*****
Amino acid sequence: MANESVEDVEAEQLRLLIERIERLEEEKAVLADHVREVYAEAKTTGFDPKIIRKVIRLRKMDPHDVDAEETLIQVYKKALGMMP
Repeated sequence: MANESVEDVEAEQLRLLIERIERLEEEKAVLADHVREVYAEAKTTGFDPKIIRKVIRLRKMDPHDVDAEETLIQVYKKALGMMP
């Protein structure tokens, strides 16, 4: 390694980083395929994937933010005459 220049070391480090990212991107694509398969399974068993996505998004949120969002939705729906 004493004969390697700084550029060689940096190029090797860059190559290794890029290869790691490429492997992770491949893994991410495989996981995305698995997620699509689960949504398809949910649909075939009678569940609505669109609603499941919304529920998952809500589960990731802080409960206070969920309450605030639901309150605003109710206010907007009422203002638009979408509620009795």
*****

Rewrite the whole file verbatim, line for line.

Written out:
Amino acid sequence: MANESVEDVEAEQLRLLIERIERLEEEKAVLADHVREVYAEAKTTGFDPKIIRKVIRLRKMDPHDVDAEETLIQVYKKALGMMP
Repeated sequence: MANESVEDVEAEQLRLLIERIERLEEEKAVLADHVREVYAEAKTTGFDPKIIRKVIRLRKMDPHDVDAEETLIQVYKKALGMMP
């Protein structure tokens, strides 16, 4: 390694980083395929994937933010005459 220049070391480090990212991107694509398969399974068993996505998004949120969002939705729906 004493004969390697700084550029060689940096190029090797860059190559290794890029290869790691490429492997992770491949893994991410495989996981995305698995997620699509689960949504398809949910649909075939009678569940609505669109609603499941919304529920998952809500589960990731802080409960206070969920309450605030639901309150605003109710206010907007009422203002638009979408509620009795």